14. TraceyS/FL macrumors 68040

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    Location:
    North Central Florida
    #14
    It seems pretty presumptious to assume that everyone lives in a signle family home and owns it, therefore being able to add whole house protection AND cover items with their homeowners insurance.

    Right up there with presuming everyone lives in the US ;)
     
  15. westom macrumors regular

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    Nov 8, 2009
    #15
    I don't know about appliance insurance. Some will and will not replace surge damaged appliances. But 'whole house' solutions are available to everyone and in every nation. From a long list of more responsible manufacturers including Keison, ABB, Siemens, General Electric, Leviton, Clipsal, Cutler-Hammer, and Intermatic.

    A 'whole house' protector may even be installed by the electric company behind their meter. So simple that a girl who reads the meter may install it.
     
  16. TraceyS/FL macrumors 68040

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    Jan 11, 2007
    Location:
    North Central Florida
    #16
    You miss the point. So someone living in an apartment with 500 other people is going to get the landlord to install that? Someone renting a house is going to invest the $$$$ to get that and then leave it for their landlord?

    I get flyers in my electric bill for them.... But I can't afford the up front cost. I'd rather try to replace my windows and add some insulation to reduce my monthly bill.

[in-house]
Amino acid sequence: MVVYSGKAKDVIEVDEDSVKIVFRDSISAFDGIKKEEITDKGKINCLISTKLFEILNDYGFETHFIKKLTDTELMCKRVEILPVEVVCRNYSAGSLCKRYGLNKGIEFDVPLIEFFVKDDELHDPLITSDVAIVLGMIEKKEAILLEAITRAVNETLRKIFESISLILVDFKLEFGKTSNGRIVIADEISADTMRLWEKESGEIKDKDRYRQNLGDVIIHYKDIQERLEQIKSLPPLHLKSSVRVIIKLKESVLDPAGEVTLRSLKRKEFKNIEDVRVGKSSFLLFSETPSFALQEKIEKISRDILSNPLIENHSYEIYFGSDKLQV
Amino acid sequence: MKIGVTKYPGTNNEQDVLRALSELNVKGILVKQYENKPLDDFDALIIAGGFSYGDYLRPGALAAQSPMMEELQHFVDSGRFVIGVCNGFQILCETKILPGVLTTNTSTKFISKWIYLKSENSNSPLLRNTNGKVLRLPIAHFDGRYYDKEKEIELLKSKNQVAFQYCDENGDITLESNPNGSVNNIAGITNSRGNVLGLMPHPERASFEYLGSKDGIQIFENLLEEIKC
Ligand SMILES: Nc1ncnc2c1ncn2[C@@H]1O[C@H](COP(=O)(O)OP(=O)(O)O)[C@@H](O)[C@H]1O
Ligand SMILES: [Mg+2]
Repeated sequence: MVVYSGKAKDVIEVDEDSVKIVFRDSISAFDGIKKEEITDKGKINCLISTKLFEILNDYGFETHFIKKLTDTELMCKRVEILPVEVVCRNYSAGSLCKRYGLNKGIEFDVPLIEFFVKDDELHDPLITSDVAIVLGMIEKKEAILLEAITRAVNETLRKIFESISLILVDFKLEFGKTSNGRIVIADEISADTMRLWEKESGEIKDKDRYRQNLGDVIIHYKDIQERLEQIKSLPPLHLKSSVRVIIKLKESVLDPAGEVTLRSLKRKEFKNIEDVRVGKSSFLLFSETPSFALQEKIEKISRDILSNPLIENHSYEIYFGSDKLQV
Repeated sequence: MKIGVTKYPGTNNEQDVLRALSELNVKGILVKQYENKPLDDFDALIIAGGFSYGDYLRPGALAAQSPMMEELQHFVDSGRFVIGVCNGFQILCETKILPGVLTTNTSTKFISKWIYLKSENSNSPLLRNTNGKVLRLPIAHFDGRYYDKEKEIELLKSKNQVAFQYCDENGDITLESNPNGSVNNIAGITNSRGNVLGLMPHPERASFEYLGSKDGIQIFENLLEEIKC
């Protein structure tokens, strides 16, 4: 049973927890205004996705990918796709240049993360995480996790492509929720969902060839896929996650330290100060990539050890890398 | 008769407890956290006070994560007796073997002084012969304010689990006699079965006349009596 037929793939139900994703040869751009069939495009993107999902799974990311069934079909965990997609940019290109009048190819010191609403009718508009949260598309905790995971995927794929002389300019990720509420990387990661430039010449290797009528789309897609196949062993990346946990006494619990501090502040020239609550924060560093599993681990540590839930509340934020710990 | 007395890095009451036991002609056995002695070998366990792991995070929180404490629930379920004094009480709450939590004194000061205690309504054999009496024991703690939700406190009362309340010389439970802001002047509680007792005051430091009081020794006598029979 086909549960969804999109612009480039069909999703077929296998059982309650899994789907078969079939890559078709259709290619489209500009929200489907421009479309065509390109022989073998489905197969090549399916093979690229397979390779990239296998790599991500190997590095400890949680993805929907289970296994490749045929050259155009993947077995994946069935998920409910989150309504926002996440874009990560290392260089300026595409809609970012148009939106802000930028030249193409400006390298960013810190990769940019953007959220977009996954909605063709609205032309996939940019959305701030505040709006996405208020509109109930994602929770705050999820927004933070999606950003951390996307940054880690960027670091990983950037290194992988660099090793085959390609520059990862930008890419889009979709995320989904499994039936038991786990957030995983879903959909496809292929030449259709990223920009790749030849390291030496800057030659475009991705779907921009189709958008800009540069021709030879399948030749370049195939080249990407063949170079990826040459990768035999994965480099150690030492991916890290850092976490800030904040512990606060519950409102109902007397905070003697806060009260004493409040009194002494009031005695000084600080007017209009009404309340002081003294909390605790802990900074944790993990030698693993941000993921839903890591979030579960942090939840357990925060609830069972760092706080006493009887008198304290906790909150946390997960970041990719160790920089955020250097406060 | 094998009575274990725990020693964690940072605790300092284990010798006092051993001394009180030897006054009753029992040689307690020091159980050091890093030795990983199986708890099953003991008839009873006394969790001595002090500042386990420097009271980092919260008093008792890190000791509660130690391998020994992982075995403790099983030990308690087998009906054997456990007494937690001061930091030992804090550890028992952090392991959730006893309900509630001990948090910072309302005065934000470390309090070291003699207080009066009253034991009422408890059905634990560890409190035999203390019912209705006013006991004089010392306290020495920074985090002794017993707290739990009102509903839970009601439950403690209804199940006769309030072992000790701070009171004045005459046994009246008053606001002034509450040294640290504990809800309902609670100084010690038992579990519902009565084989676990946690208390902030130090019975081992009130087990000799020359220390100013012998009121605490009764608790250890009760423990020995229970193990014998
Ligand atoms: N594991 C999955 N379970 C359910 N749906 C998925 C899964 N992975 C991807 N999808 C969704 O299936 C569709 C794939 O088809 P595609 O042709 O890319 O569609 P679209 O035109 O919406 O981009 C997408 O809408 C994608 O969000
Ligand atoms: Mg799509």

But your proposal only works when the person owns their own home, or has a landlord willing to take it on.

    ETA: Oh and the "girl" that reads my meter.... Does it from a truck driving thru my neighborhood over 500 feet from my house ;) her name is Marilyn and she is actually a quite nice older lady.....
     
  17. westom macrumors regular

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    Nov 8, 2009
    #17
    Please reread what was posted. Those many solutions are available to everyone. A landlord has no say what the electric company puts on or behind the meter. The electric company installs it. You pay single digit dollars to rent the only effective protection even from direct lightning strikes.

    As I said and say it again; many solutions are available to everyone. Meanwhile the UPS does no protection as its numeric specifications even state. Protection is always about where energy dissipates. Any recommendation that ignored that energy is bogus. Protection is always about where hundreds of thousands of joules dissipate. Always.
     
  18. AppleFan360 macrumors 68020

    Joined:
    Jan 26, 2008
    #18
    I believe the warranty at squaretrade.com covers power surges.
     
  19. dwd3885 macrumors 68020

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    Dec 10, 2004
    #19
    how would apple know if the power supply was damaged through a surge or it just became 'toast' by itself?
     
  20. Texran macrumors regular

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    Mar 12, 2011
    Location:
    Texas
    #20
    Ups